It seemed a case of the tail wagging the head. In Chennai, a smaller crowd of demonstrators burnt an effigy of Tiger guerrilla leader Velupillai Prabhakaran. They decried groups supporting him and called for stronger action against these killers of the late Indian Premier Rajiv Gandhi.
A larger crowd led by V. Gopalaswamy better known as Vaiko staged protests. He vowed to take up arms, if the need arose, to support Sri Lankan Tamils. Police arrested him immediately for making inflammatory speeches. Protestors halted trains. A group of students stormed the office of Sri Lanka's Deputy High Commissioner, breaking glass windows and causing minor injuries to a local employee.
In Colombo, President Mahinda Rajapaksa was outraged. He promptly urged India's High Commissioner Alok Prasad, to ensure the country's interests and the safety of Sri Lankan nationals. He also took immediate action by directing security authorities to ensure no one made any retaliatory attempts and thus embarrass his Government.
Without question, security authorities in Tamil Nadu had failed to ensure protection to the office of the Deputy High Commissioner. In the light of the rising tension, one need not have been a soothsayer to predict that Sri Lankan interests will come under threat. Worse enough, the hype in Tamil Nadu is adding heavy pressure on the central government in New Delhi to harden its stance on Sri Lanka.
On Wednesday, the deadline set by DMK Chief Minister, Muthuvel Karunanidhi's Dravida Munnetra Kazhakam (DMK) for ministers and parliamentarians in his party to quit ends. He urged the centre to take firm action against Sri Lanka before this date.
The latest to reiterate the Indian Government's position was Foreign Minister Pranab Mukherjee. In a suo moto (Latin legal term means on its own, without external prompting or explicit demand, in other words, made voluntarily), statement he told Lok Sabha:
"The situation in Sri Lanka is of serious concern to the Government, in particular the deteriorating humanitarian situation in the northern part of Sri Lanka. We are concerned about the plight of the civilians caught in the hostilities and the growing number of internally displaced persons. We have emphasised to the Sri Lankan Government that the safety and the security of the civilians must be safeguarded at all costs and that food and essential supplies be allowed to reach them unhindered. We have been assured that the safety and well-being of the Tamil community in Sri Lanka will be taken care of. .....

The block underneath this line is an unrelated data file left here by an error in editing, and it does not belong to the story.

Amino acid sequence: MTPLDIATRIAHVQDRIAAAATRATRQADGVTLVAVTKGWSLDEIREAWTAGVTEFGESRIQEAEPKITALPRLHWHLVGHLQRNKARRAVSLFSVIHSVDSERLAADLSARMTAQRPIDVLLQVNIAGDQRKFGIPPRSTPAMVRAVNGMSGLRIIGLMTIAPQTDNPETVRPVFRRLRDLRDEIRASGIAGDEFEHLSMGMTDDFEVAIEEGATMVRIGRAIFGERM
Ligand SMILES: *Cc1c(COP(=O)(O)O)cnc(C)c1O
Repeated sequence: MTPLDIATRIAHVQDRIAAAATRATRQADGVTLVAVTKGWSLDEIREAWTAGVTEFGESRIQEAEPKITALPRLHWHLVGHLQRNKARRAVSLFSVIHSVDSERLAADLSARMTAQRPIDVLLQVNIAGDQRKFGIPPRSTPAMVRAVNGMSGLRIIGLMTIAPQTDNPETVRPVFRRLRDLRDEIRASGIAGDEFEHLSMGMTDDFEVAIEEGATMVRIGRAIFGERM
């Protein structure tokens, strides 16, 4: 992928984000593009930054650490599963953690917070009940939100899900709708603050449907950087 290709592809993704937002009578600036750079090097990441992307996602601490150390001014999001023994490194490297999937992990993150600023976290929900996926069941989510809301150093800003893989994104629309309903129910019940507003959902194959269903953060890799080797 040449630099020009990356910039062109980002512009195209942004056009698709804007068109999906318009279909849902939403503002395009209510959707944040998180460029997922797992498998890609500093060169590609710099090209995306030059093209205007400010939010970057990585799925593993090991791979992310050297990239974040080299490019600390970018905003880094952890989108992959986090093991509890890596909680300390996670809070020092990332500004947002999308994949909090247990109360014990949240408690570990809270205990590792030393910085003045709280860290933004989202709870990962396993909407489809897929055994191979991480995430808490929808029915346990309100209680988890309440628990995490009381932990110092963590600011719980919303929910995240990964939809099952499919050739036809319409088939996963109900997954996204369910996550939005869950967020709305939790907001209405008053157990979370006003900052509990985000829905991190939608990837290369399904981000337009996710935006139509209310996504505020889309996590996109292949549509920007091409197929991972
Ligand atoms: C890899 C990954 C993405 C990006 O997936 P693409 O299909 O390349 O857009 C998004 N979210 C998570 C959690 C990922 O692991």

"Let me reiterate our conviction that there is no military solution to the ethnic conflict. What is required in Sri Lanka is a peacefully negotiated political settlement within the framework of a united Sri Lanka respecting the legitimate rights of the minorities including the Tamil community. The rights and the welfare of the Tamil community of Sri Lanka should not get enmeshed in the on-going hostilities against the LTTE. We encourage the government of Sri Lanka to continue to nurture the democratic process in the Eastern Province as well.
"The government has also taken up with the Sri Lankan Government the need to ensure the safety of our fishermen.... "
The origins of the diplomatic rumblings between Colombo and New Delhi have laid bare some startling if not shocking details. Firstly, Sri Lanka's High Commissioner Romesh Jayasinghe had flown to Gujarat to be on hand for a relatively less important trip by Tourism Minister Milinda Moragoda. Ironically no such visit had ever been undertaken by any Sri Lankan Minister to Tamil Nadu. Moragoda's visit, at the end of the day, turned out to be little more than a glorious photo opportunity.
Thus, the onus of meeting India's National Security Advisor R.K. Narayanan fell on Deputy High Commissioner Palitha Ganegoda. In diplomatic postings for Sri Lanka, a time-honoured tradition has been to appoint those among the crème a la crème to New Delhi, the most important among foreign slots. Who is Ganegoda? He is the brother-in-law of Foreign Minister Rohita Bogollagama.